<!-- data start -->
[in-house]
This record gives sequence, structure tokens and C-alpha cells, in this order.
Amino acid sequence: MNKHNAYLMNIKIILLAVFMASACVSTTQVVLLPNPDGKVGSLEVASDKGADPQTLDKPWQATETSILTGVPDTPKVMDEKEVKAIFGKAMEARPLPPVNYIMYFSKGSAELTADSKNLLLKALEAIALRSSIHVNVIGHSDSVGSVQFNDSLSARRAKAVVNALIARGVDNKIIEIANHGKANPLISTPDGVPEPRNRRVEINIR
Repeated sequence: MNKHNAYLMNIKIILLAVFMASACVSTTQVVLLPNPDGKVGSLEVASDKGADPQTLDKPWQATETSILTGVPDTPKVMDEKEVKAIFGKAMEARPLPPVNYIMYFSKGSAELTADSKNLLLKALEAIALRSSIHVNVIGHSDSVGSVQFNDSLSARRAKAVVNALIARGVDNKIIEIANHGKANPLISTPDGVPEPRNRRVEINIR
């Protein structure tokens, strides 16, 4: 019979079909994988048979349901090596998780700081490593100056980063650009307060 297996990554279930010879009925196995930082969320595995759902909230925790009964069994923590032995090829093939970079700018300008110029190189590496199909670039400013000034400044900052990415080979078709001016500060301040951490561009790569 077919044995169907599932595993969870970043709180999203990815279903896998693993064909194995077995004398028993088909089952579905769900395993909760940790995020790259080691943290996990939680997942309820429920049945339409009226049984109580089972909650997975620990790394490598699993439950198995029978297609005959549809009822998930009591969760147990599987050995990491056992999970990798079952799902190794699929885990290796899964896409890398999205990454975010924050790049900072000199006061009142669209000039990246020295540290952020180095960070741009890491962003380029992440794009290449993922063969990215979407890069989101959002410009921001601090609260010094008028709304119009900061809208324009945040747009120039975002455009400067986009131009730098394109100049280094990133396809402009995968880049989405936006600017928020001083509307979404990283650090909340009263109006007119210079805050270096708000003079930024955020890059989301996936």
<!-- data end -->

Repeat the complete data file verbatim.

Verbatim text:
[in-house]
This record gives sequence, structure tokens and C-alpha cells, in this order.
Amino acid sequence: MNKHNAYLMNIKIILLAVFMASACVSTTQVVLLPNPDGKVGSLEVASDKGADPQTLDKPWQATETSILTGVPDTPKVMDEKEVKAIFGKAMEARPLPPVNYIMYFSKGSAELTADSKNLLLKALEAIALRSSIHVNVIGHSDSVGSVQFNDSLSARRAKAVVNALIARGVDNKIIEIANHGKANPLISTPDGVPEPRNRRVEINIR
Repeated sequence: MNKHNAYLMNIKIILLAVFMASACVSTTQVVLLPNPDGKVGSLEVASDKGADPQTLDKPWQATETSILTGVPDTPKVMDEKEVKAIFGKAMEARPLPPVNYIMYFSKGSAELTADSKNLLLKALEAIALRSSIHVNVIGHSDSVGSVQFNDSLSARRAKAVVNALIARGVDNKIIEIANHGKANPLISTPDGVPEPRNRRVEINIR
């Protein structure tokens, strides 16, 4: 019979079909994988048979349901090596998780700081490593100056980063650009307060 297996990554279930010879009925196995930082969320595995759902909230925790009964069994923590032995090829093939970079700018300008110029190189590496199909670039400013000034400044900052990415080979078709001016500060301040951490561009790569 077919044995169907599932595993969870970043709180999203990815279903896998693993064909194995077995004398028993088909089952579905769900395993909760940790995020790259080691943290996990939680997942309820429920049945339409009226049984109580089972909650997975620990790394490598699993439950198995029978297609005959549809009822998930009591969760147990599987050995990491056992999970990798079952799902190794699929885990290796899964896409890398999205990454975010924050790049900072000199006061009142669209000039990246020295540290952020180095960070741009890491962003380029992440794009290449993922063969990215979407890069989101959002410009921001601090609260010094008028709304119009900061809208324009945040747009120039975002455009400067986009131009730098394109100049280094990133396809402009995968880049989405936006600017928020001083509307979404990283650090909340009263109006007119210079805050270096708000003079930024955020890059989301996936």